Detecting human activities through barriers
University of Texas professor Hao Ling and Ph.D. candidate, Shobha Ram, are one step closer to making x-ray vision a reality. They are perfecting radar systems that can detect human activities through barriers and convert the signals to virtual renderings similar to that of a video game.
"There are several ongoing research programs in through-wall imaging, but they focus on building hardware sensors with very specific capabilities, says Ling. "That's expensive. What we want to do in this project is to first understand how human movements are manifested in radar data. Then utilize this knowledge to generate an image of a human."
Doppler based radio frequency radar systems are particularly suited for tracking moving humans. They suppress background clutter from stationary objects and provide enough detail to show the dynamic movements of different body parts, in the form of "microDopplers".
"A human has very complex motion dynamics. When walking, the arms and legs move very differently than the torso, and these subtle, minute movements translate into unique microDoppler signatures," Ling says.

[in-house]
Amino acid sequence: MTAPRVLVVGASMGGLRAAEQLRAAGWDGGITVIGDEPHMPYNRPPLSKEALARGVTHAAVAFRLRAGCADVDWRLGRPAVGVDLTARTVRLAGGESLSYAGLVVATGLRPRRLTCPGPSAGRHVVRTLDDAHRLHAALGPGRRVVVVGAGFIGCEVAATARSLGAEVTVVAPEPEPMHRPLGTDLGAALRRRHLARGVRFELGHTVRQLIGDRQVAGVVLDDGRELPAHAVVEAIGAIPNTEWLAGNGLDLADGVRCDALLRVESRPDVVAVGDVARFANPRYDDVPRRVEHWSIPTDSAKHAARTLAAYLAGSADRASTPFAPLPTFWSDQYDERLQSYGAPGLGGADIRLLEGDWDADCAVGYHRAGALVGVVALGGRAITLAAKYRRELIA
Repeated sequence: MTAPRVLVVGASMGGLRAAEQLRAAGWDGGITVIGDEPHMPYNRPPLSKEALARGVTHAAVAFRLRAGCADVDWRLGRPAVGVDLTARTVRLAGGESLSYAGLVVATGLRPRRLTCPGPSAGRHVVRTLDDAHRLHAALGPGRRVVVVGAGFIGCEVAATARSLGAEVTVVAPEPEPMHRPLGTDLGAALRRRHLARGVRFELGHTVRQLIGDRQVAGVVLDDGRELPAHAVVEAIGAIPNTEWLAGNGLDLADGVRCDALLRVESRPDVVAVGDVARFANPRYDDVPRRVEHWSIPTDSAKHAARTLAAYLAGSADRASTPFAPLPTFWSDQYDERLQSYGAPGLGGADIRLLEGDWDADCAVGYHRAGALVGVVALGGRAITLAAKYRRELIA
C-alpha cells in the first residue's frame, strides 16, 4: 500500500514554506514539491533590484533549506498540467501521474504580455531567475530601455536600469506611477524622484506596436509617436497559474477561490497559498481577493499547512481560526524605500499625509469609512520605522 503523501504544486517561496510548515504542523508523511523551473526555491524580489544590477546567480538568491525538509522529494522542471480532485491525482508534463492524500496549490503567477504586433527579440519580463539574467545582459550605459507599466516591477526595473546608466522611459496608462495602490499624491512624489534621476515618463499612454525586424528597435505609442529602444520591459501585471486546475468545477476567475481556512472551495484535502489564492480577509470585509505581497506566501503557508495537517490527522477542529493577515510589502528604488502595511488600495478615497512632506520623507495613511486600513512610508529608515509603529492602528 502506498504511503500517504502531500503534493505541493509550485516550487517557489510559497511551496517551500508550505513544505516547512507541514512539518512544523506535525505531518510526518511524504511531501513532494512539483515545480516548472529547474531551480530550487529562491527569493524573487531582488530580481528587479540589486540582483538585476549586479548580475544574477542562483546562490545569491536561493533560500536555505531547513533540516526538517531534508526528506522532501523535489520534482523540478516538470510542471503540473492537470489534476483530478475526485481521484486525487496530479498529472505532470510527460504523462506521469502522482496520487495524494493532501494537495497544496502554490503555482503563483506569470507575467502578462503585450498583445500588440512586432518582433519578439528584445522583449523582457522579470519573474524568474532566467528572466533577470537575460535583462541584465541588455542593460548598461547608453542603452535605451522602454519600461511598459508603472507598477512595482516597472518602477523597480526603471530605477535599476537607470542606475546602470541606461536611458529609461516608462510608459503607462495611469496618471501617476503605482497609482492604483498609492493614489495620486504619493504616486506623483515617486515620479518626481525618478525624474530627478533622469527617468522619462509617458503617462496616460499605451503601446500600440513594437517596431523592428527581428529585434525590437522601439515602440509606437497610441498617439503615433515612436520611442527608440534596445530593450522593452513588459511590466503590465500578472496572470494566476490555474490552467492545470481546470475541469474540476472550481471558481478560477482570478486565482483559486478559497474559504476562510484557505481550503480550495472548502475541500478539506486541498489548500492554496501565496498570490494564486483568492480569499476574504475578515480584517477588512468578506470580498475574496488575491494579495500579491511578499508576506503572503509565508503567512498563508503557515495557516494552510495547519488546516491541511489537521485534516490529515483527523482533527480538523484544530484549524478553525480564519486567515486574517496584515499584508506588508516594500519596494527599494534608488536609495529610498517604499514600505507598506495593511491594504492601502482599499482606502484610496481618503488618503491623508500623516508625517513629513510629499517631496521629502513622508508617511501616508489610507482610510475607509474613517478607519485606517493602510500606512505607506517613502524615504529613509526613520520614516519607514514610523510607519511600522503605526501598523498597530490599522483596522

Ling and Ram built a physics-based Doppler radar simulator using computer animation data of human motions. Then they incorporated barrier characteristics into the simulation model. Finally, they validated the results with a previously developed Doppler radar testbed with live human movements in line-of-sight situations and behind barriers. Several former and present graduate students including Youngwook Kim, Craig Christianson, Nick Whitelonis, and Yang Li also contributed to the project.
"MicroDoppler signatures could become important tools for monitoring human activities over long durations," says Ram. "The radar simulator, in particular, is a flexible, inexpensive tool we can use to optimize the sensor configurations and signal processing algorithms needed for generating an accurate virtual image of a human behind different types of barriers."
Ultimately, this technology has important applications in search and rescue missions, law enforcement operations, and physical surveillance.
Source: University of Texas at Austin, Electrical & Computer Engineering